§ Mr. Russell
asked the Paymaster-General how far there is a decline in the output of large coal and why; and what steps are being taken to encourage the manufacture of more appliances which do not need it and to discourage its use by the public.
§ Mr. Maudling
The proportion of large coal (i.e. coal screened over 2 in.) in deep-mined output has fallen from 331 per cent. in 1949 to 25⅔ per cent. in 1956—a fall from 62 million to 51 million tons. This has been due to increased mechanisation of coal-getting, the greater use of explosives and modern developments in underground transport, winding and coal preparation practice.
The National Coal Board is doing everything possible to arrest this trend in production. Steps are also being taken to reduce the demand for large coal. Industry is being encouraged, with the co-operation of the National Industrial Fuel Efficiency Service, to use smaller sizes in 29W more efficient appliances. The railway modernisation programme is replacing large coal by diesel and electric power.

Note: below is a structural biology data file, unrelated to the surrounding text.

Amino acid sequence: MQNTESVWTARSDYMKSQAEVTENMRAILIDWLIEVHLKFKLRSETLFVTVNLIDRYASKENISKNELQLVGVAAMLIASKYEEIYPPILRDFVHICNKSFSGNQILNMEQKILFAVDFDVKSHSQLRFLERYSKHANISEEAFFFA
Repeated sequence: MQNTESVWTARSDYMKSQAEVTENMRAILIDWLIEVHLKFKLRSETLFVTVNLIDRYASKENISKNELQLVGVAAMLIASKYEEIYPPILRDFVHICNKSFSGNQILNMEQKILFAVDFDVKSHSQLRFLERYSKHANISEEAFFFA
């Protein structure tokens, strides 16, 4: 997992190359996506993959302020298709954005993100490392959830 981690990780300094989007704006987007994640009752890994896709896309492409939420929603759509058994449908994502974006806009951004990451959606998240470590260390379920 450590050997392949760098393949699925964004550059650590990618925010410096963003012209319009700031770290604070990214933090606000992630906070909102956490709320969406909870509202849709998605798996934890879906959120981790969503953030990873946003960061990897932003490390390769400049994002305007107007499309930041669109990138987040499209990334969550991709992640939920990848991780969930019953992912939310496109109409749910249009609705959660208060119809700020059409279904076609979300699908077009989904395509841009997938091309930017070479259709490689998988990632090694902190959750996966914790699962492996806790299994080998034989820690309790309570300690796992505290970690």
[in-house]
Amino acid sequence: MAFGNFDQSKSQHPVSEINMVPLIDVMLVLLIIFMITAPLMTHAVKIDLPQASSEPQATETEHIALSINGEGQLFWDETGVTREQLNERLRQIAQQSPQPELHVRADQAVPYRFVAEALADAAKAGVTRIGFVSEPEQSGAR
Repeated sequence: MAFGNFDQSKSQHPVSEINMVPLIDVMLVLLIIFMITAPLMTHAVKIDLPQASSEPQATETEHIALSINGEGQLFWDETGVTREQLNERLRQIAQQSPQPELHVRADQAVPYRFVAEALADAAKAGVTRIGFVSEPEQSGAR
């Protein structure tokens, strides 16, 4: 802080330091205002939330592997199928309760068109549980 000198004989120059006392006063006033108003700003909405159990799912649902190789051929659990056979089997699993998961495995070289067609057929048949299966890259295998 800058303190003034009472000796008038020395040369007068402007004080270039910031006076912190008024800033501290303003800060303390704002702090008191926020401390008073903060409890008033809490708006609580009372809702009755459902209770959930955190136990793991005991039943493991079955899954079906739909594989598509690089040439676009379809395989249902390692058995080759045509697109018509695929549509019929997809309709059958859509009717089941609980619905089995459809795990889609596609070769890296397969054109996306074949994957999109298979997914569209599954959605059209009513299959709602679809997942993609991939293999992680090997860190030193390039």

Distribution of house coal remains restricted by allocation, and the Coal Board, with my noble Friend's support and in conjunction with the distributive trade, is gradually substituting in this market the size known technically as doubles (i.e. coal sized 2 in, by 1 in.) as more supplies of this size become available. Doubles are particularly suitable for use in the many efficient modern appliances sponsored by the Coal Utilisation Council and, in addition, are generally about 1s. 6d. per cwt. cheaper than large house coal of the same quality.